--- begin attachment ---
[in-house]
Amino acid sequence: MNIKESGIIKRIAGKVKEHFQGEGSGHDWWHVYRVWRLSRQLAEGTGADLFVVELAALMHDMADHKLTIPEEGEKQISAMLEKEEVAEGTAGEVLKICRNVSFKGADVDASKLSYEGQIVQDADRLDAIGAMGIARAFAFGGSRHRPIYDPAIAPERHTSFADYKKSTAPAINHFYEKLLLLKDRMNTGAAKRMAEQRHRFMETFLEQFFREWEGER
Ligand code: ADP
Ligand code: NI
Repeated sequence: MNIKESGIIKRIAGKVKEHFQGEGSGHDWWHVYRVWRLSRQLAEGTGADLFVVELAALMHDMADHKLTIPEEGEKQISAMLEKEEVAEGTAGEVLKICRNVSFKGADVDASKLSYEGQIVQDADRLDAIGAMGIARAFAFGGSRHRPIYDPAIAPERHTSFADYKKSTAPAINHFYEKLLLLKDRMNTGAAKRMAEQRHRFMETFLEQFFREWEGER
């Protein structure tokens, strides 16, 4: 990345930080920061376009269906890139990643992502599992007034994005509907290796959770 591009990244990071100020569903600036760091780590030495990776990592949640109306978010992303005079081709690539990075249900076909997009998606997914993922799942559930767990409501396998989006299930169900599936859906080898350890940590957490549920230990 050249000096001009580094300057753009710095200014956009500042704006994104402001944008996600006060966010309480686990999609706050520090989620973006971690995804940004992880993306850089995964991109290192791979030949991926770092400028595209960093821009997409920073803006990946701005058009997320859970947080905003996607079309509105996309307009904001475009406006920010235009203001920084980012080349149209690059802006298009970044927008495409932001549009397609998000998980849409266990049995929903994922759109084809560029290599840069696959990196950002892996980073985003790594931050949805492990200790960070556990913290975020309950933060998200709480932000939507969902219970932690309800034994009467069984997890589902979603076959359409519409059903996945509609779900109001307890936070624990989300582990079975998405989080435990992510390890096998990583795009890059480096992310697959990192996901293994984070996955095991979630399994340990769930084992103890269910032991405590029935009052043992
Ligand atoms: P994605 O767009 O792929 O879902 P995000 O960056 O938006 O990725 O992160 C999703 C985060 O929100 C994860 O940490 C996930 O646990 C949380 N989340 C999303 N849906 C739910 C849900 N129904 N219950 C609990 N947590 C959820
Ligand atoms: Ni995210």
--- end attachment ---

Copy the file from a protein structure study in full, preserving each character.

[in-house]
Amino acid sequence: MNIKESGIIKRIAGKVKEHFQGEGSGHDWWHVYRVWRLSRQLAEGTGADLFVVELAALMHDMADHKLTIPEEGEKQISAMLEKEEVAEGTAGEVLKICRNVSFKGADVDASKLSYEGQIVQDADRLDAIGAMGIARAFAFGGSRHRPIYDPAIAPERHTSFADYKKSTAPAINHFYEKLLLLKDRMNTGAAKRMAEQRHRFMETFLEQFFREWEGER
Ligand code: ADP
Ligand code: NI
Repeated sequence: MNIKESGIIKRIAGKVKEHFQGEGSGHDWWHVYRVWRLSRQLAEGTGADLFVVELAALMHDMADHKLTIPEEGEKQISAMLEKEEVAEGTAGEVLKICRNVSFKGADVDASKLSYEGQIVQDADRLDAIGAMGIARAFAFGGSRHRPIYDPAIAPERHTSFADYKKSTAPAINHFYEKLLLLKDRMNTGAAKRMAEQRHRFMETFLEQFFREWEGER
């Protein structure tokens, strides 16, 4: 990345930080920061376009269906890139990643992502599992007034994005509907290796959770 591009990244990071100020569903600036760091780590030495990776990592949640109306978010992303005079081709690539990075249900076909997009998606997914993922799942559930767990409501396998989006299930169900599936859906080898350890940590957490549920230990 050249000096001009580094300057753009710095200014956009500042704006994104402001944008996600006060966010309480686990999609706050520090989620973006971690995804940004992880993306850089995964991109290192791979030949991926770092400028595209960093821009997409920073803006990946701005058009997320859970947080905003996607079309509105996309307009904001475009406006920010235009203001920084980012080349149209690059802006298009970044927008495409932001549009397609998000998980849409266990049995929903994922759109084809560029290599840069696959990196950002892996980073985003790594931050949805492990200790960070556990913290975020309950933060998200709480932000939507969902219970932690309800034994009467069984997890589902979603076959359409519409059903996945509609779900109001307890936070624990989300582990079975998405989080435990992510390890096998990583795009890059480096992310697959990192996901293994984070996955095991979630399994340990769930084992103890269910032991405590029935009052043992
Ligand atoms: P994605 O767009 O792929 O879902 P995000 O960056 O938006 O990725 O992160 C999703 C985060 O929100 C994860 O940490 C996930 O646990 C949380 N989340 C999303 N849906 C739910 C849900 N129904 N219950 C609990 N947590 C959820
Ligand atoms: Ni995210």